More than once in the past few days, Deb King’s friends have told her she should go out and buy a lottery ticket. And more than once, she’s shaken her head in disagreement.

“This is not about luck,” Deb said this week. “This is about an answer to a prayer.”

Either way, it’s one of those tales that send chills down your spine.

It goes like this:

Back on Sept. 23, Deb and her husband, the Rev. Jim King, climbed onto the back of his motorcycle for their weekly lunch date.

They’ve been doing it for years, each Thursday, his day off as pastor of the Church of the Holy Spirit in Portland: He gets to take the bike out for a spin; she dons the helmet, heavy leather jacket and biker boots on the condition that he take her “someplace pretty.”


That someplace, on this day, was Freeport.

Heading up Interstate 295, they hit a construction zone. The right lane, in which they were riding, was still grooved while the left was freshly paved.

Deb leaned forward nervously and reminded Jim of a friend who had been injured dumping his motorcycle under the same conditions. Jim nodded and gingerly coaxed the bike up onto the left lane.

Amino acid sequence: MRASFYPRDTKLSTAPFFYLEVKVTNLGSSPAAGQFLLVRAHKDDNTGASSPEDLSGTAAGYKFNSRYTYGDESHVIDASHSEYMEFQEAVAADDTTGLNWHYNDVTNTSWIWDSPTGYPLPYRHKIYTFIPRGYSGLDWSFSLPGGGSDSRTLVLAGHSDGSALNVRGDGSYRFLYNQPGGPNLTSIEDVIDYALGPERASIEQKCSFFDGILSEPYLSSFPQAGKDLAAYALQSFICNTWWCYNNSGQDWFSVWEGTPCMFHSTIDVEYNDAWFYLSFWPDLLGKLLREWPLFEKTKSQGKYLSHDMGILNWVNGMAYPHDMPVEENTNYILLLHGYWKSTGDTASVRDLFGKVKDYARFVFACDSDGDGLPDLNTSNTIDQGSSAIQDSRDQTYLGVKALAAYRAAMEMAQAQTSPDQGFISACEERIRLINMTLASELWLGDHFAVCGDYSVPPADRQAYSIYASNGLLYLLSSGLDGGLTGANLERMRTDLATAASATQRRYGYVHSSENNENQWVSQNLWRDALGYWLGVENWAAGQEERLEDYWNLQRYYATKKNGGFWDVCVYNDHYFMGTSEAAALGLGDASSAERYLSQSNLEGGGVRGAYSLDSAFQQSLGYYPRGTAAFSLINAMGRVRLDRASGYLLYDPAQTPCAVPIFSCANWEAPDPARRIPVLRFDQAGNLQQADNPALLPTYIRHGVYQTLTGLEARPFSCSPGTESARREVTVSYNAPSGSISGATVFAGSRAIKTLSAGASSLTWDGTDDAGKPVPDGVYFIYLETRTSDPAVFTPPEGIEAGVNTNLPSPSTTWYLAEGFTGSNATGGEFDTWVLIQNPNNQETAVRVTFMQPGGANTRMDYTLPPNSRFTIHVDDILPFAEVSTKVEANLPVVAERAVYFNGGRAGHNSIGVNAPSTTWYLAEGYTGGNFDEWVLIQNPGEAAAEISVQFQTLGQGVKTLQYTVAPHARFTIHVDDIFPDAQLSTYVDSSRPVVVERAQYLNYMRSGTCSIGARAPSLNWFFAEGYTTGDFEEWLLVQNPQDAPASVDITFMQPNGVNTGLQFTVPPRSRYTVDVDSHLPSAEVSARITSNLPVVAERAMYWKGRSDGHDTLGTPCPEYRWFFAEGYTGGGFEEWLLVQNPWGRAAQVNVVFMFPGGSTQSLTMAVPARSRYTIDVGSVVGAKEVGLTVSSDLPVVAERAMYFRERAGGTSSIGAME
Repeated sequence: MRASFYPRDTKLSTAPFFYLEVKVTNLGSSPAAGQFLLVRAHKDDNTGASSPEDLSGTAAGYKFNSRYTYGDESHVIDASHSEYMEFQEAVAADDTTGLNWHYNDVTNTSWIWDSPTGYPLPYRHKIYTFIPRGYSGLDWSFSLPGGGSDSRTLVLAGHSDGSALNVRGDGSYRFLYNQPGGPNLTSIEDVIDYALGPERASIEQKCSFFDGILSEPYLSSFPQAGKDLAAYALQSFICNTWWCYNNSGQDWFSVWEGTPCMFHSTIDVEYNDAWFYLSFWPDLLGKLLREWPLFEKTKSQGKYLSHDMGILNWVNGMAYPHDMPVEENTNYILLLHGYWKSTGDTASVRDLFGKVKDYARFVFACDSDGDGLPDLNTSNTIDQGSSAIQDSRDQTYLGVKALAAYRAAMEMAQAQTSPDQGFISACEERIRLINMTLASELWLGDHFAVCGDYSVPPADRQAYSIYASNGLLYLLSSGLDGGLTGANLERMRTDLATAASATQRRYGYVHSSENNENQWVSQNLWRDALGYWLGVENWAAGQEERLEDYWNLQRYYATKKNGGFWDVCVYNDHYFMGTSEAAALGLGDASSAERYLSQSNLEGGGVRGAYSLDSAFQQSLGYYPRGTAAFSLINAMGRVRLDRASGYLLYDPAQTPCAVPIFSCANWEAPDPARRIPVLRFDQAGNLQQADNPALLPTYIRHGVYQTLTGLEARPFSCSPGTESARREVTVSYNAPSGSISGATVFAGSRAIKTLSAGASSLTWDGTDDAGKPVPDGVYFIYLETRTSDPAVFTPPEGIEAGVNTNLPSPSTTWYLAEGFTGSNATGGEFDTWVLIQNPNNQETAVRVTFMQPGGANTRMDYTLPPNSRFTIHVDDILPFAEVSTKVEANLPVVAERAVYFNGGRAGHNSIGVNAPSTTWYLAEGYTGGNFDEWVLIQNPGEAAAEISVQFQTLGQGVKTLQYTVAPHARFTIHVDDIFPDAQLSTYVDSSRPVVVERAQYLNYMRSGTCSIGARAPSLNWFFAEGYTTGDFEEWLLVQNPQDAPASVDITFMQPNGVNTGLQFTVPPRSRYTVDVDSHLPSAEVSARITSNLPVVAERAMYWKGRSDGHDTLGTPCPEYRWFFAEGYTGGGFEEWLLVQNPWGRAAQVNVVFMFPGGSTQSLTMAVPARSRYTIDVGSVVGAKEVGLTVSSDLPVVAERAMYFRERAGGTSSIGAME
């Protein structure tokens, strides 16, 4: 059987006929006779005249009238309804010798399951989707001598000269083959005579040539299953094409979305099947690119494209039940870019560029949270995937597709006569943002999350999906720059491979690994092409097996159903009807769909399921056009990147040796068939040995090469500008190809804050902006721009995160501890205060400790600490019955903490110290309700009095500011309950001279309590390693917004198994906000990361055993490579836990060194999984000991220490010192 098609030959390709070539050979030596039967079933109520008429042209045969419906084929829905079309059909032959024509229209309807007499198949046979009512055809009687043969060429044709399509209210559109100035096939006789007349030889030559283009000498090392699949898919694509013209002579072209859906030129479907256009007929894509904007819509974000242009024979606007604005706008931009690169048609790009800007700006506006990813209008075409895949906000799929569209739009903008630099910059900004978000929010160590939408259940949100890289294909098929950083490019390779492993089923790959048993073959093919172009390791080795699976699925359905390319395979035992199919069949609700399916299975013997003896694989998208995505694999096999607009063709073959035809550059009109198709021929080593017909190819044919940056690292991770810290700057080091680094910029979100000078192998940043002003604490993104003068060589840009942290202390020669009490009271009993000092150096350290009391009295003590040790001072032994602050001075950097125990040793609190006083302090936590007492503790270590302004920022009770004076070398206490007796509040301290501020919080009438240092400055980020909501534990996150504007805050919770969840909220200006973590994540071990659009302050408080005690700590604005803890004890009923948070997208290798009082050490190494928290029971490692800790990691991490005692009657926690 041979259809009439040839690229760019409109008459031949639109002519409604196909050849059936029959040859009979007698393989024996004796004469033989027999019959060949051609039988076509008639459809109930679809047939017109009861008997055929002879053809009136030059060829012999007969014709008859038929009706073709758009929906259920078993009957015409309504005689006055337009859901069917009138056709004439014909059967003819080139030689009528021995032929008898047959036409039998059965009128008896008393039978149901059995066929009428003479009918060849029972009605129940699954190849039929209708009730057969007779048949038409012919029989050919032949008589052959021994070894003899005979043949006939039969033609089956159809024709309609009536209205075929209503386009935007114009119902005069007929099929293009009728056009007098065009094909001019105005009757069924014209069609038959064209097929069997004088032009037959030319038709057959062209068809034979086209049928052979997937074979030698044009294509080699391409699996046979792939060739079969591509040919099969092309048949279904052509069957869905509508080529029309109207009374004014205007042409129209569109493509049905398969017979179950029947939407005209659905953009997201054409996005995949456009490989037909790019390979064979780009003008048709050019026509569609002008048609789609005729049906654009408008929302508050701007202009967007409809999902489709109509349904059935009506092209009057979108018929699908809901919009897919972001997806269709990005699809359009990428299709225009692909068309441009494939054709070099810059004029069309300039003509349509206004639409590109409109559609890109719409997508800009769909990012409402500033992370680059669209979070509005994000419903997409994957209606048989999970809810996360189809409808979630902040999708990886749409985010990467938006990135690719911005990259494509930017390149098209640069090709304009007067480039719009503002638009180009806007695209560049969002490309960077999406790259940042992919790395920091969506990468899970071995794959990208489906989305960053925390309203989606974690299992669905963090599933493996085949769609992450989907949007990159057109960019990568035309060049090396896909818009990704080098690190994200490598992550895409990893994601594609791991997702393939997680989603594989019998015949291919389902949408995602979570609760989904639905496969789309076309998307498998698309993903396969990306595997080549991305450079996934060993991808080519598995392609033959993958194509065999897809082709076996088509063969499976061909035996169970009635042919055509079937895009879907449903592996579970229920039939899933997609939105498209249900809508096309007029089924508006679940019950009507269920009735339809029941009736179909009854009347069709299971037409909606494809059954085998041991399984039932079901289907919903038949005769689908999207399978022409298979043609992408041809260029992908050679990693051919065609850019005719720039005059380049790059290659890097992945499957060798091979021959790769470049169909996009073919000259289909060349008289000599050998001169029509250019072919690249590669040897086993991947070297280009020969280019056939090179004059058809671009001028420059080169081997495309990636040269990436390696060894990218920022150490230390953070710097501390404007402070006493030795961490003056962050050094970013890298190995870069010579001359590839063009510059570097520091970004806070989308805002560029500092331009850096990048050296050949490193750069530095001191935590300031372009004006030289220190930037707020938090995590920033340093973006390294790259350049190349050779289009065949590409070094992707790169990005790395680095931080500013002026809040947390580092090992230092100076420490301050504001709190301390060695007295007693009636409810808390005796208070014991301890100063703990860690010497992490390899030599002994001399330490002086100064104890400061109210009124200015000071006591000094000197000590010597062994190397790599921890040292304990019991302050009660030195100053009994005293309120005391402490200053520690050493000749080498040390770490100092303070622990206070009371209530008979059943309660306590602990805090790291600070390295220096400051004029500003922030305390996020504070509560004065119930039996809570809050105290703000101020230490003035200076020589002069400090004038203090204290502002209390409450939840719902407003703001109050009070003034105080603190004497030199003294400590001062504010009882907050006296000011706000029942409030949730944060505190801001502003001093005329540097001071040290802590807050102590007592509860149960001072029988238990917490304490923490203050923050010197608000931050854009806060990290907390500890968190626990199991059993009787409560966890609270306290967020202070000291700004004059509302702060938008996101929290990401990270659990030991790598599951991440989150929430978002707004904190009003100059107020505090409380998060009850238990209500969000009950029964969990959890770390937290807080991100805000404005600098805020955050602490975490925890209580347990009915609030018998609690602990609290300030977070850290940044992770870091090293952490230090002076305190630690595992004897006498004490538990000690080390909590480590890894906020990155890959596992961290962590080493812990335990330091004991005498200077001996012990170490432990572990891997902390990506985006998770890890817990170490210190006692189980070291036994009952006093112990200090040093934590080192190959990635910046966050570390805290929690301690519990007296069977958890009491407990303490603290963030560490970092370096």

“The front wheel went over no problem,” Deb said. “But then the second wheel caught.”

The bike lurched to one side, ejecting Deb at 55 mph. Jim hung on, sustaining barely a scratch as he deftly guided the motorcycle to a stop.

“I bounced once and I bounced again,” Deb recalled. “And then like a rolling pin, I rolled so many times I thought it wouldn’t end.”


She ended up in the grassy median. She had fractured a shoulder blade and five ribs (one in two places), and suffered serious cuts and scrapes on her legs and on her hands.

An emergency medical technician who saw the crash stopped and ran to Deb as she lay face-down on the grass.

“Don’t move!” he hollered to her. “No matter what, don’t move!”

More help arrived minutes later and, as rescue workers turned her over onto a hardboard, Deb held up her left hand and gasped – not at what she saw, but at what she didn’t see. Her platinum wedding ring was still there, but its 2½-carat diamond was gone.